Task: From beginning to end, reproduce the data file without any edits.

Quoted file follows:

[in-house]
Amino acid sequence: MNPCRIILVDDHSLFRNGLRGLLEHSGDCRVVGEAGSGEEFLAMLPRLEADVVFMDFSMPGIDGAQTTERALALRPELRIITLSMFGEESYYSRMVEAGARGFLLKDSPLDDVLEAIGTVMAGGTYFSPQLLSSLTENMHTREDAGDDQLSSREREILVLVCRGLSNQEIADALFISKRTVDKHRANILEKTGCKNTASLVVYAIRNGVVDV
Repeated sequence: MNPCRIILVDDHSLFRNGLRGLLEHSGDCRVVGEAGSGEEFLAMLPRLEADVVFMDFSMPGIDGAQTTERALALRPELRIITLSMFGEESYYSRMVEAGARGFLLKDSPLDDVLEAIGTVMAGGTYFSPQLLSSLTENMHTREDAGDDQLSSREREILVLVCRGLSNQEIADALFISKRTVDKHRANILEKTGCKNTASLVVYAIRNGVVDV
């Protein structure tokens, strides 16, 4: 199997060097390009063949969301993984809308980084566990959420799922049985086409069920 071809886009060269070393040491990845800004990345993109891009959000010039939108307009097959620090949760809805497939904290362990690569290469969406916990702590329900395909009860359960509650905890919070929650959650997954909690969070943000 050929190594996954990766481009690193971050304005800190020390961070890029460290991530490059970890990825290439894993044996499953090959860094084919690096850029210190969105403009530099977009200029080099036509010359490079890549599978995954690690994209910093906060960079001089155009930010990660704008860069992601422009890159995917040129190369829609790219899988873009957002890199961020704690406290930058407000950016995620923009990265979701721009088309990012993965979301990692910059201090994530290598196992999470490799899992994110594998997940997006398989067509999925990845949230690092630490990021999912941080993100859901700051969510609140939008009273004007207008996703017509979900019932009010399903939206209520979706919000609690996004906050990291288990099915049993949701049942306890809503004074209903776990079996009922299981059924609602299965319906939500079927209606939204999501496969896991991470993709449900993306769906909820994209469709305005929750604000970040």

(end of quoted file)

[in-house]
Amino acid sequence: MNPCRIILVDDHSLFRNGLRGLLEHSGDCRVVGEAGSGEEFLAMLPRLEADVVFMDFSMPGIDGAQTTERALALRPELRIITLSMFGEESYYSRMVEAGARGFLLKDSPLDDVLEAIGTVMAGGTYFSPQLLSSLTENMHTREDAGDDQLSSREREILVLVCRGLSNQEIADALFISKRTVDKHRANILEKTGCKNTASLVVYAIRNGVVDV
Repeated sequence: MNPCRIILVDDHSLFRNGLRGLLEHSGDCRVVGEAGSGEEFLAMLPRLEADVVFMDFSMPGIDGAQTTERALALRPELRIITLSMFGEESYYSRMVEAGARGFLLKDSPLDDVLEAIGTVMAGGTYFSPQLLSSLTENMHTREDAGDDQLSSREREILVLVCRGLSNQEIADALFISKRTVDKHRANILEKTGCKNTASLVVYAIRNGVVDV
């Protein structure tokens, strides 16, 4: 199997060097390009063949969301993984809308980084566990959420799922049985086409069920 071809886009060269070393040491990845800004990345993109891009959000010039939108307009097959620090949760809805497939904290362990690569290469969406916990702590329900395909009860359960509650905890919070929650959650997954909690969070943000 050929190594996954990766481009690193971050304005800190020390961070890029460290991530490059970890990825290439894993044996499953090959860094084919690096850029210190969105403009530099977009200029080099036509010359490079890549599978995954690690994209910093906060960079001089155009930010990660704008860069992601422009890159995917040129190369829609790219899988873009957002890199961020704690406290930058407000950016995620923009990265979701721009088309990012993965979301990692910059201090994530290598196992999470490799899992994110594998997940997006398989067509999925990845949230690092630490990021999912941080993100859901700051969510609140939008009273004007207008996703017509979900019932009010399903939206209520979706919000609690996004906050990291288990099915049993949701049942306890809503004074209903776990079996009922299981059924609602299965319906939500079927209606939204999501496969896991991470993709449900993306769906909820994209469709305005929750604000970040």